Terrorism has become mundane. Since the terrorist attacks of September 11, 2001, the world has become a much more dangerous place. I recall, in the middle to late 1990s, reading that Osama bin Laden was America’s worst nightmare, but no one paid much attention until it was too late. A similar phenomenon has just happened with the group calling itself ISIS. We have known about the group for some time, but the country—and media—only recently has paid attention to their diabolical actions, brought squarely into view with beheadings of a few unfortunate Westerners. The cruelty attributed to this group of thugs—beheadings, mass executions, ethnic and religious persecution and cleansing—can only be characterized as medieval. It is as though terrorism has become so common that it has faded into the background: something that we reluctantly accept as part of our modern world.
Mixed, melancholic, and anxious features in depression: A cross-sectional study of sociodemographic and clinical correlates
BACKGROUND: Major depression (MD) is currently viewed as a heterogeneous condition, characterized by different psychopathological dimensions.
METHODS: Our sample was composed of 1,289 nonpsychotic bipolar/ unipolar depressed patients. Participants were divided into mixed (MXD), melancholic (MEL), and anxious (ANX) depressed, according to a hierarchical functional model. Sociodemographic and clinical variables were compared across depressive subtypes by χ2 test and analysis of variance. The Young Mania Rating Scale (YMRS) and 2 subscales (melancholic [MEL-S] and psychic-somatic anxiety [PSOM-ANX]) from the Hamilton Depression Rating Scale also served as continuous outcome measures.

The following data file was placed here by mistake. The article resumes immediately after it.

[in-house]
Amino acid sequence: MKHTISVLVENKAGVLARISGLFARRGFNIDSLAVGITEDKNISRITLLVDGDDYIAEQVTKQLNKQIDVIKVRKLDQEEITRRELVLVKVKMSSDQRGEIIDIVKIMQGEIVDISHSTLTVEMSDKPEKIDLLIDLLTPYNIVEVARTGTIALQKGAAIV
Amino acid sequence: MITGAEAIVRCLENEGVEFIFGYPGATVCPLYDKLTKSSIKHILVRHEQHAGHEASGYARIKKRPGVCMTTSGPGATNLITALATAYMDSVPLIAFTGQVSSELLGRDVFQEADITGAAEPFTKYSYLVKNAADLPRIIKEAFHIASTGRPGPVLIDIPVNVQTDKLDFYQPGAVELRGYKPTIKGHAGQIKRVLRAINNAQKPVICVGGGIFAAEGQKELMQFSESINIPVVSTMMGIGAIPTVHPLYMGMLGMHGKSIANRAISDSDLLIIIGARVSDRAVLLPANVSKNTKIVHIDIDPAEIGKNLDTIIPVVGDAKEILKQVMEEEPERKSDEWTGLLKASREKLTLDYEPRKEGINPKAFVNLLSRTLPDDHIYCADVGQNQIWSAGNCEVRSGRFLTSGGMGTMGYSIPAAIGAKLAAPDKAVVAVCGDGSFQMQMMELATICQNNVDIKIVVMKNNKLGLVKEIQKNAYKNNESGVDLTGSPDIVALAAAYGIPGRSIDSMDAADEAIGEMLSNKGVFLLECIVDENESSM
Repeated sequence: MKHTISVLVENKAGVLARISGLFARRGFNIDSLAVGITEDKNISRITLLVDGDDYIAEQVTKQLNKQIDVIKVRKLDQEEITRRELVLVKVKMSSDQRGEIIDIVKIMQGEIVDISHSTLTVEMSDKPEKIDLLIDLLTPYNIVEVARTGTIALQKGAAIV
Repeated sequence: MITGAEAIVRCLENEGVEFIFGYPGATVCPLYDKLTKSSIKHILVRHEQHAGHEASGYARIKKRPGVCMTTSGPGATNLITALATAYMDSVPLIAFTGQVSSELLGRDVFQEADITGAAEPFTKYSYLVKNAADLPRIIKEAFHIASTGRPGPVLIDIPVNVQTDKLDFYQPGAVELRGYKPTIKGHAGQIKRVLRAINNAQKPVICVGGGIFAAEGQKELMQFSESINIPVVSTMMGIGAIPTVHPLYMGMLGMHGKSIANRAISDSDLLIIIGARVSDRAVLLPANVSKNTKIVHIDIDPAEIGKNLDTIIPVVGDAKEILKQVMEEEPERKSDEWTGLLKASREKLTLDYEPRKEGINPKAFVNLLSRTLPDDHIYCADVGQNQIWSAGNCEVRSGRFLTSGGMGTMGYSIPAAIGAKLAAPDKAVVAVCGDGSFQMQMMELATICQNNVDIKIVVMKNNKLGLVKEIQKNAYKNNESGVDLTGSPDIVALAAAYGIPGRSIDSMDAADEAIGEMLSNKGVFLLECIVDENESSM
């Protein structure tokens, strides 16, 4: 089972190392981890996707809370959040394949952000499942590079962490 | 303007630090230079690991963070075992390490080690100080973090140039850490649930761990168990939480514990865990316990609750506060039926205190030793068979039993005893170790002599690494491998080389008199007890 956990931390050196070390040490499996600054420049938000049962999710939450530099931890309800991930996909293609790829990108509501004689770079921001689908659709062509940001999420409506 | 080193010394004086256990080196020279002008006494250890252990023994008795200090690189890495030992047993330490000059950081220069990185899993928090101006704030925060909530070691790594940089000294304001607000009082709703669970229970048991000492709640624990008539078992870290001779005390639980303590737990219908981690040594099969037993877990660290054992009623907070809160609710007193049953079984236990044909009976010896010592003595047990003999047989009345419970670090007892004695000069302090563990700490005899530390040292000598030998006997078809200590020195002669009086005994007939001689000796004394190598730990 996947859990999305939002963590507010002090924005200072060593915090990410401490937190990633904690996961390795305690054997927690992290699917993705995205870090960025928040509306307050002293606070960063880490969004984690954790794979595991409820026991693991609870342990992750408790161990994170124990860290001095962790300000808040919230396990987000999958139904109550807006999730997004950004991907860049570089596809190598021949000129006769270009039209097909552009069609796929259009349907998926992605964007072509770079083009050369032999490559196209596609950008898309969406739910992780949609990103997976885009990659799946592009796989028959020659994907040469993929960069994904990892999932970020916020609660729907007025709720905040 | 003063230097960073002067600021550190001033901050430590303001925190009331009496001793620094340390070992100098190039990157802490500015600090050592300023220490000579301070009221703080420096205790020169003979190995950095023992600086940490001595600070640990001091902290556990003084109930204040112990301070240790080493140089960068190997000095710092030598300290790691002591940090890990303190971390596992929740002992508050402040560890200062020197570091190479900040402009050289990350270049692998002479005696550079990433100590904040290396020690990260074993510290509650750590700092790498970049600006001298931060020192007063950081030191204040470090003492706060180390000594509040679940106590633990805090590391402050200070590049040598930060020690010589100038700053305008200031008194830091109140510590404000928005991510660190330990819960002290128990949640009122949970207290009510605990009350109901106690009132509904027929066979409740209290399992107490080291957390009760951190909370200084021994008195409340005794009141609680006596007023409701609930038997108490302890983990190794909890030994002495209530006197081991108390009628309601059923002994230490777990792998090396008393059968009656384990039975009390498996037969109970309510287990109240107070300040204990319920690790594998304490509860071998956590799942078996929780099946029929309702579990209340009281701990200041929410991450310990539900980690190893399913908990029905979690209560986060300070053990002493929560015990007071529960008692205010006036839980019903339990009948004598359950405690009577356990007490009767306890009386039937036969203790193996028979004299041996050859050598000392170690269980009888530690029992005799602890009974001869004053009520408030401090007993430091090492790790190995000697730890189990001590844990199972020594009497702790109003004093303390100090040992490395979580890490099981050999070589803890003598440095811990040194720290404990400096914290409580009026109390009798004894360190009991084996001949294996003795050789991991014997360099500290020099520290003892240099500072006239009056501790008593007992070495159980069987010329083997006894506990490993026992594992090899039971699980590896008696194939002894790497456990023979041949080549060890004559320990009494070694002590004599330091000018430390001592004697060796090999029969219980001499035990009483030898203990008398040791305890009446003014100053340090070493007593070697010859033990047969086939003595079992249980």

RESULTS: MXD patients more frequently had bipolar I disorder (BD I), younger age of onset, and a higher familial load for mood disorders. MEL and ANX patients were more frequently diagnosed with major depressive disorder and reported a higher suicide risk. YMRS scores in depression were associated with BD I diagnosis (P < .0001) and manic polarity of the last episode (P < .0001), while a depressive polarity of the last episode (P < .0001) was associated with higher MEL-S score. No specific predictor was associated with PSOM-ANX score.
CONCLUSIONS: Overall, our findings suggest that mixed depressive features are associated with significant hallmarks of bipolarity, and melancholic features may be influenced by previous depressive polarity. The symptom domain of anxiety appears to have no specific predictor.
Asthma in patients with attention-deficit/ hyperactivity disorder: A nationwide population-based study
BACKGROUND: Asthma symptoms can interrupt daily activities, disturb sleep, and increase the risk of a child having an attention deficit or irritability, which also are symptoms of attention-deficit/hyperactivity disorder (ADHD). Previous studies have shown conflicting results regarding the association between ADHD and asthma. This study investigates the possible correlation between asthma and ADHD.
METHODS: We retrieved data on 221,068 pediatric patients from Taiwan’s National Health Insurance Research Database in 2005, and calculated the prevalence and risk factors of allergic diseases among ADHD patients.